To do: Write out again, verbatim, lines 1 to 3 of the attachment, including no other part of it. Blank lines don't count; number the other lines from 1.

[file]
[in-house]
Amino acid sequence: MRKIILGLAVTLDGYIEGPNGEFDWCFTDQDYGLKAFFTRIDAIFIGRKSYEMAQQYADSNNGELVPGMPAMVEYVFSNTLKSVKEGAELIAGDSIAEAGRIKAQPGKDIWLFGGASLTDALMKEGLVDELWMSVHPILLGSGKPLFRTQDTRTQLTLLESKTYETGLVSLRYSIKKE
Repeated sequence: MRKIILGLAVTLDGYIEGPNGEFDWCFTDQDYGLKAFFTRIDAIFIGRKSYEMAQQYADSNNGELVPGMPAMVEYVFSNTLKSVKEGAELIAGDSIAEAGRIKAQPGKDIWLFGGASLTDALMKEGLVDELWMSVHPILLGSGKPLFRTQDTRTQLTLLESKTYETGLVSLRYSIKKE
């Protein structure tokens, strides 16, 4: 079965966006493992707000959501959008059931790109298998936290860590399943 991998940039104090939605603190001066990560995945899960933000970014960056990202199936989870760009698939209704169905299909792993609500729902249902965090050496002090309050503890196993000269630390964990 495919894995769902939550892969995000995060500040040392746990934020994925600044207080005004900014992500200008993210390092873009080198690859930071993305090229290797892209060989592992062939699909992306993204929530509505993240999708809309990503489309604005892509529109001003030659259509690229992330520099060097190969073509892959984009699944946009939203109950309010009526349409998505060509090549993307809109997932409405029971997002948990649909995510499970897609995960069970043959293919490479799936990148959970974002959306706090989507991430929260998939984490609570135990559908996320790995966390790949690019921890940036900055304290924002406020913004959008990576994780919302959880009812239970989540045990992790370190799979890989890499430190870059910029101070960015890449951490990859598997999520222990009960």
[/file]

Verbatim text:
[in-house]
Amino acid sequence: MRKIILGLAVTLDGYIEGPNGEFDWCFTDQDYGLKAFFTRIDAIFIGRKSYEMAQQYADSNNGELVPGMPAMVEYVFSNTLKSVKEGAELIAGDSIAEAGRIKAQPGKDIWLFGGASLTDALMKEGLVDELWMSVHPILLGSGKPLFRTQDTRTQLTLLESKTYETGLVSLRYSIKKE
Repeated sequence: MRKIILGLAVTLDGYIEGPNGEFDWCFTDQDYGLKAFFTRIDAIFIGRKSYEMAQQYADSNNGELVPGMPAMVEYVFSNTLKSVKEGAELIAGDSIAEAGRIKAQPGKDIWLFGGASLTDALMKEGLVDELWMSVHPILLGSGKPLFRTQDTRTQLTLLESKTYETGLVSLRYSIKKE